Global Oil & Gas: “LNG work an emerging boon” – TechnipFMC

 

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British company TechnipFMC sees the emerging market for LNG as a “compelling” opportunity. Photo courtesy of Royal Dutch Shell

The increased activity in the liquefied natural gas market bodes well for services companies that cater to onshore and offshore work, TechnipFMC stated. 

The British services company reported revenue for the first quarter of $3.1 billion, down nearly 8 percent from the same time last year. Its inbound orders, however, improved in three of the last four quarters.

CEO Doug Pferdehirt said front-end engineering activities pointed to “an inflection” in oil and gas exploration and production activity. That sector was hit hard by a market downturn that saw oil prices slump below the $30 per barrel about two years ago. With U.S. action on a multilateral deal with Iran a limiting factor in oil supplies, the price for oil is flirting with $80 per barrel.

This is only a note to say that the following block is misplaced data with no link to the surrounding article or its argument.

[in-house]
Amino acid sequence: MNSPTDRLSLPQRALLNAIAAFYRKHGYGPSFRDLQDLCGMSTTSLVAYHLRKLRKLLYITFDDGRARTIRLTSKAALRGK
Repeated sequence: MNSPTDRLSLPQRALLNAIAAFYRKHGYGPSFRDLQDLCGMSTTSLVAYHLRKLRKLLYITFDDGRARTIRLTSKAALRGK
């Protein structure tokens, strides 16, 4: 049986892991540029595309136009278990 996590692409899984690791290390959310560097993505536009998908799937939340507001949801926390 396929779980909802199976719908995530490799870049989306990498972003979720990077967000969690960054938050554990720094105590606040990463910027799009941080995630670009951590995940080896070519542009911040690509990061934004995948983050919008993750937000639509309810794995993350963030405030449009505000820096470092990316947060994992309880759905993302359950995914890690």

By segment, Pferdehirt said engineering and commercial activity in the liquefied natural gas market is a boost for companies like his.

“This market dynamic is very compelling for TechnipFMC given our leadership positions in both onshore and offshore liquefaction,” he said in a statement.

Supermajor Royal Dutch Shell said total demand for the super-cooled form of gas has swelled in recent years. Since 2000, the number of supplier nations has doubled, while those importing it quadrupled. Trade tripled since the start of the century.

LNG offers more maneuverability when compared to piped gas because it can avoid some of the geopolitical and transnational issues associated with building infrastructure across national borders.

Island nations like Japan, meanwhile, have looked to LNG more since the Fukushima nuclear disaster in 2011. China is taking on more LNG as it’s economy expands and the country looks to combat air pollution with cleaner fuels.

For TechnipFMC, its working on two trains, the parts a plant that convert gas to liquid, at a Russian project on the Yamal Peninsula. The second train of the facility could be online before the year is out.

Early work, meanwhile, continues for the company at a shipyard in Singapore for a floating LNG facility for offshore Mozambique. Italian energy company Eni started the implementation phase for the project, Coral South, last year.

 

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